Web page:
Hereditary Coproporphyria Workup

Updated: Mar 22, 2021
  • Author: Thomas G DeLoughery, MD; Chief Editor: Emmanuel C Besa, MD  more...
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Approach Considerations

The diagnosis of hereditary coproporphyria is established by demonstrating excess secretion of coproporphyrins in the stool. [11] Levels of stool coproporphyrins, especially coproporphyrin type III, are markedly elevated, usually 10-200 times greater than in controls.

Levels of urine porphyrins vary, but urine coproporphyrin levels usually are also markedly elevated, especially during acute attacks of the disease. Elevated porphobilinogen levels in the presence of appropriate clinical symptoms is diagnostic of porphyria; this is true of both hereditary coproporphyria and acute intermittent porphyria (AIP). [13, 14] After symptom resolution, urinary porphobilinogen levels may return to normal relatively quickly. [14]

Mild elevations of urine coproporphyrins (eg, as high as two times the reference range) are common and nonspecific. Fasting, subtle liver disease, or normal variations are the most common causes of elevated urine coproporphyrins. In such cases, patients may be incorrectly labeled as having porphyria.

Serum sodium levels should be measured in patients experiencing attacks, as hyponatremia is common; this has been attributed to the syndrome of inappropriate secretion of antidiuretic hormone (SIADH), but renal and/or gastrointestinal sodium loss may also be involved. [14] Mild leukocytosis is another nonspecific finding during an attack.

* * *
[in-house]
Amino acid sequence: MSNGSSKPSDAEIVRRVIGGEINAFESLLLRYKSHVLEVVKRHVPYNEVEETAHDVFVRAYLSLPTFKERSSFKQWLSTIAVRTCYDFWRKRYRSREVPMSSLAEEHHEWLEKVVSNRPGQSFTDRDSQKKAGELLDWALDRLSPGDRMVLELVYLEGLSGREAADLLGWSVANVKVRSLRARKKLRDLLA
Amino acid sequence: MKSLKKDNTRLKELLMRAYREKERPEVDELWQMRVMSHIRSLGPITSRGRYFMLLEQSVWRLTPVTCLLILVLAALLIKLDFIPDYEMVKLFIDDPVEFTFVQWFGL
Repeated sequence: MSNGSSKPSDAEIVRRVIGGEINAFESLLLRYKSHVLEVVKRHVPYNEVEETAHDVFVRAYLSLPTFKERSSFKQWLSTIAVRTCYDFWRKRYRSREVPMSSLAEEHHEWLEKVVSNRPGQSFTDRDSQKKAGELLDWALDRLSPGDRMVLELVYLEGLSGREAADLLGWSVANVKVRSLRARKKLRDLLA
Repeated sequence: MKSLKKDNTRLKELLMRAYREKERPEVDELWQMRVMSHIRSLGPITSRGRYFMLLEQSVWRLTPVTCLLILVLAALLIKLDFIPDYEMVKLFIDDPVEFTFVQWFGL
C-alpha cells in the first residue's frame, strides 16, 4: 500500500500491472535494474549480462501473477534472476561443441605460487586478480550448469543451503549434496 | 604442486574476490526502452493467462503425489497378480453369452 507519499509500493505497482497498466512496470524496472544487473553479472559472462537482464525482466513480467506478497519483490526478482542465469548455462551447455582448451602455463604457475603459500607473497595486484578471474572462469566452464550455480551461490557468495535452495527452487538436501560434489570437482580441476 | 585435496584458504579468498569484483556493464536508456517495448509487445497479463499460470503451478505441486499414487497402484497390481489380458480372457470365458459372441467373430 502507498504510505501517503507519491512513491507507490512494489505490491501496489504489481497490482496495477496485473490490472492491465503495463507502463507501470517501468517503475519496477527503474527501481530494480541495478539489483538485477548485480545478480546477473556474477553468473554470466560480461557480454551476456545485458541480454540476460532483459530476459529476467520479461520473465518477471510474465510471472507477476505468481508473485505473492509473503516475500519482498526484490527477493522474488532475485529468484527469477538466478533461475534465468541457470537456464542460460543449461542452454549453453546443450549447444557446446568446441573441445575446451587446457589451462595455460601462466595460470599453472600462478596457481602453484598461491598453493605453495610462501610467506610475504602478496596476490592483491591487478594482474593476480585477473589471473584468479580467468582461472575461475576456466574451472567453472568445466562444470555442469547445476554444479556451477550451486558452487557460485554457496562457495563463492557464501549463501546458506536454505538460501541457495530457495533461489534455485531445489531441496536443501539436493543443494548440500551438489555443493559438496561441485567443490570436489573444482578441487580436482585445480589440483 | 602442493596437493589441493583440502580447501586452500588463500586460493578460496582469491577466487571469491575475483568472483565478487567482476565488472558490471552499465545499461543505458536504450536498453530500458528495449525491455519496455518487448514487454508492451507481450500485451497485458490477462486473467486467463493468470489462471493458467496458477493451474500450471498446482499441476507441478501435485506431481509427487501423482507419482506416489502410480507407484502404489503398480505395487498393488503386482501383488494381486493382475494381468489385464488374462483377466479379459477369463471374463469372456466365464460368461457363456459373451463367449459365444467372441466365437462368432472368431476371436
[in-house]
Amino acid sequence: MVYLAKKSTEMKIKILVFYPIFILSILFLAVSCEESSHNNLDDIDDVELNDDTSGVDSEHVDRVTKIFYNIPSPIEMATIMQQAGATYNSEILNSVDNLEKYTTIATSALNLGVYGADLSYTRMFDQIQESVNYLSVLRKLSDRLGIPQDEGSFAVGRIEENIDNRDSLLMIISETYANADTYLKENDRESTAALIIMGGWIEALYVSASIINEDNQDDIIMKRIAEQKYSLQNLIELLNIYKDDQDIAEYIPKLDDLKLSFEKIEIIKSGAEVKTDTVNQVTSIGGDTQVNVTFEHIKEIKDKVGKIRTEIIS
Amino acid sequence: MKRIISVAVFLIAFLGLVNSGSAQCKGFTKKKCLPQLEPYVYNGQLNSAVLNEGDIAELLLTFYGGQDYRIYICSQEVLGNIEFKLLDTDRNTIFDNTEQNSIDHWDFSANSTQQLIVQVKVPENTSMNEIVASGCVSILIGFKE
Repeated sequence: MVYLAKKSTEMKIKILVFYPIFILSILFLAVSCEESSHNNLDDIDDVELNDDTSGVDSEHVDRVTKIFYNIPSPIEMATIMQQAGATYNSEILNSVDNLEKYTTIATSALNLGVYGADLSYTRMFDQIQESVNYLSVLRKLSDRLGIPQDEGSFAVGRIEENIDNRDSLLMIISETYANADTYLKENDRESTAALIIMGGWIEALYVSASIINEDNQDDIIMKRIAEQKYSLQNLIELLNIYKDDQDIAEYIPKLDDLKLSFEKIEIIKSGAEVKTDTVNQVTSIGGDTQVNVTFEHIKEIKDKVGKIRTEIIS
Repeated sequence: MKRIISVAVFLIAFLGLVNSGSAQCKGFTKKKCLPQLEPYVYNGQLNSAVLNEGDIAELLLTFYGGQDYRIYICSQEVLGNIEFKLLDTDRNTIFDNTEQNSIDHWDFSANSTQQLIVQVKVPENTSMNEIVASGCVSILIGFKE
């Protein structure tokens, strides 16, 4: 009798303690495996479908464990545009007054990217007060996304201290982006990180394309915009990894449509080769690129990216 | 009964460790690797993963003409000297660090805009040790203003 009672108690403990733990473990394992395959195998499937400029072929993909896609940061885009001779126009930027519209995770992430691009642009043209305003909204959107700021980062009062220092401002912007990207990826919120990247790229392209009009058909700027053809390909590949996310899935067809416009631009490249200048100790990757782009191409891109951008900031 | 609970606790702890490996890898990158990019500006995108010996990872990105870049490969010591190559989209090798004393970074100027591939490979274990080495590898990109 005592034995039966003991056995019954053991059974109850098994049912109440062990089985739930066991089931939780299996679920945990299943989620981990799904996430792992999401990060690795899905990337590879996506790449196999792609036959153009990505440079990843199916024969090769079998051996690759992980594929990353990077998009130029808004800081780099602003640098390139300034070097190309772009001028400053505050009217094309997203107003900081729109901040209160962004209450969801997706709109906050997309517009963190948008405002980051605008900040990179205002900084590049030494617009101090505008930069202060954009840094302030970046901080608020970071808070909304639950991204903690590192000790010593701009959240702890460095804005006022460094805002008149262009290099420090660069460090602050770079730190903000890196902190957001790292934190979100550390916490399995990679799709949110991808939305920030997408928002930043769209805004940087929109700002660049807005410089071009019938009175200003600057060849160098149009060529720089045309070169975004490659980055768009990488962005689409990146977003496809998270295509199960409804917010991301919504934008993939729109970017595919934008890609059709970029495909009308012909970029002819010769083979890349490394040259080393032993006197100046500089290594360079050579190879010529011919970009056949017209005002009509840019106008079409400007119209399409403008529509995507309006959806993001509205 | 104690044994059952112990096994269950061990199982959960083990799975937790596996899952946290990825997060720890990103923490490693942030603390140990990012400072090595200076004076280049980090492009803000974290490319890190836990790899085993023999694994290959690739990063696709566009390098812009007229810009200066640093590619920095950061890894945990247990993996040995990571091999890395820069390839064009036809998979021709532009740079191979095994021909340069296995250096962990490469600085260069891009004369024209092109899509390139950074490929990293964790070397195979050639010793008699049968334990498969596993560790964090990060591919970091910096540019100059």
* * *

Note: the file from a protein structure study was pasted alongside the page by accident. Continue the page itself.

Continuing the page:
Although coproporphyria is caused by a defective enzyme, there is little use in measuring the activity of coproporphyrinogen oxidase. The vast majority of patients who have the defective enzyme do not have any symptoms of the disease. Furthermore, the only available clinical assay has been withdrawn due to problems with high rates of false-positive results. The diagnosis of a porphyria attack rests on demonstration of excessive excretion of porphyrins and porphyrin precursors.

Imaging studies are not helpful. Abdominal films sometimes demonstrate an ileus. Findings on cranial computed tomography scans are normal. Brain magnetic resonance imaging scans occasionally show signs of increased edema in patients with very severe attacks.

Identification of a heterozygous pathogenic variant in CPOX (encoding the enzyme coproporphyrinogen-III oxidase) confirms the diagnosis and enables family studies. [15]